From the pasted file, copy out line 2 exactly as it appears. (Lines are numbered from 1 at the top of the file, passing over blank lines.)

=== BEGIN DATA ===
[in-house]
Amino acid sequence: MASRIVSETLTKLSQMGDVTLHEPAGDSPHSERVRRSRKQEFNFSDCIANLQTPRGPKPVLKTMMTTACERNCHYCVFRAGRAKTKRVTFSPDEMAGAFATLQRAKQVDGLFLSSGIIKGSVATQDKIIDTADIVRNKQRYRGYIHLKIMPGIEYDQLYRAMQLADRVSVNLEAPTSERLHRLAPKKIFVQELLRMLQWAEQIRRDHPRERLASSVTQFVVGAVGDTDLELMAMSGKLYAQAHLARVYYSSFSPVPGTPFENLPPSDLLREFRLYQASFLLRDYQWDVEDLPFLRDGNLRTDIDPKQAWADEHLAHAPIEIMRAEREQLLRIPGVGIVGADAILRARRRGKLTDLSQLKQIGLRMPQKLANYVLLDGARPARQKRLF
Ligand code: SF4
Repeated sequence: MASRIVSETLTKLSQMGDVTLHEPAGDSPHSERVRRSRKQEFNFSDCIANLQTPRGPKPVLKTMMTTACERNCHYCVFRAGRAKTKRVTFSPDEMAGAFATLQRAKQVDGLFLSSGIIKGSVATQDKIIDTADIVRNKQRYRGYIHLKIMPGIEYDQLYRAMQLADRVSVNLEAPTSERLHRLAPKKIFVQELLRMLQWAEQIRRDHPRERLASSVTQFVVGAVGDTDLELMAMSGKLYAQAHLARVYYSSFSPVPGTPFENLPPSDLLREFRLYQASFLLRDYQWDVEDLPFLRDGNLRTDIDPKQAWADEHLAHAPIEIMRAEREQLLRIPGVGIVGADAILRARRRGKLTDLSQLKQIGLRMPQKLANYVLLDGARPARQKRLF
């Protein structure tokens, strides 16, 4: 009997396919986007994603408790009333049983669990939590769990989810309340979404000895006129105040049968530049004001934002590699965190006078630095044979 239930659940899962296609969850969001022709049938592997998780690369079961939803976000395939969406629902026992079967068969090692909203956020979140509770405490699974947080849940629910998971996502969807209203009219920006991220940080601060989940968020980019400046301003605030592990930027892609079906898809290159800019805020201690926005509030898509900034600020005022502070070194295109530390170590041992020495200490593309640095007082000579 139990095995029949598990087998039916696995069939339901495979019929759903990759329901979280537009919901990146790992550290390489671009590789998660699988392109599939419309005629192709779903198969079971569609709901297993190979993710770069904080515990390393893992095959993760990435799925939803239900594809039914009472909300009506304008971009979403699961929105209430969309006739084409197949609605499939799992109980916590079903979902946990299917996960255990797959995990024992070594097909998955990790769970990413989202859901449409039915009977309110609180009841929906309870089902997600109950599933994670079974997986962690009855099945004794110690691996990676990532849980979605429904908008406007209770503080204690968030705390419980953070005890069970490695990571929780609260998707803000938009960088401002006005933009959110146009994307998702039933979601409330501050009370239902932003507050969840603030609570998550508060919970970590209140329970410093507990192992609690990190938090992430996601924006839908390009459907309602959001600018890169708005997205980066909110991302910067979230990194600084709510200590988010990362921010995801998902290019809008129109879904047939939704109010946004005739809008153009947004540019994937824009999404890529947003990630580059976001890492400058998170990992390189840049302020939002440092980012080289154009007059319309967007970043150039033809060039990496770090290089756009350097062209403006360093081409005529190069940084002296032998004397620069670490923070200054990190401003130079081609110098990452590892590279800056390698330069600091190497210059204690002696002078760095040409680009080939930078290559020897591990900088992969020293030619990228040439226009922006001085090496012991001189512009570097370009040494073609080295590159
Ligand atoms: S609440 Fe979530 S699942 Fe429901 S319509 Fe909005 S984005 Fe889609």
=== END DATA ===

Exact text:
Amino acid sequence: MASRIVSETLTKLSQMGDVTLHEPAGDSPHSERVRRSRKQEFNFSDCIANLQTPRGPKPVLKTMMTTACERNCHYCVFRAGRAKTKRVTFSPDEMAGAFATLQRAKQVDGLFLSSGIIKGSVATQDKIIDTADIVRNKQRYRGYIHLKIMPGIEYDQLYRAMQLADRVSVNLEAPTSERLHRLAPKKIFVQELLRMLQWAEQIRRDHPRERLASSVTQFVVGAVGDTDLELMAMSGKLYAQAHLARVYYSSFSPVPGTPFENLPPSDLLREFRLYQASFLLRDYQWDVEDLPFLRDGNLRTDIDPKQAWADEHLAHAPIEIMRAEREQLLRIPGVGIVGADAILRARRRGKLTDLSQLKQIGLRMPQKLANYVLLDGARPARQKRLF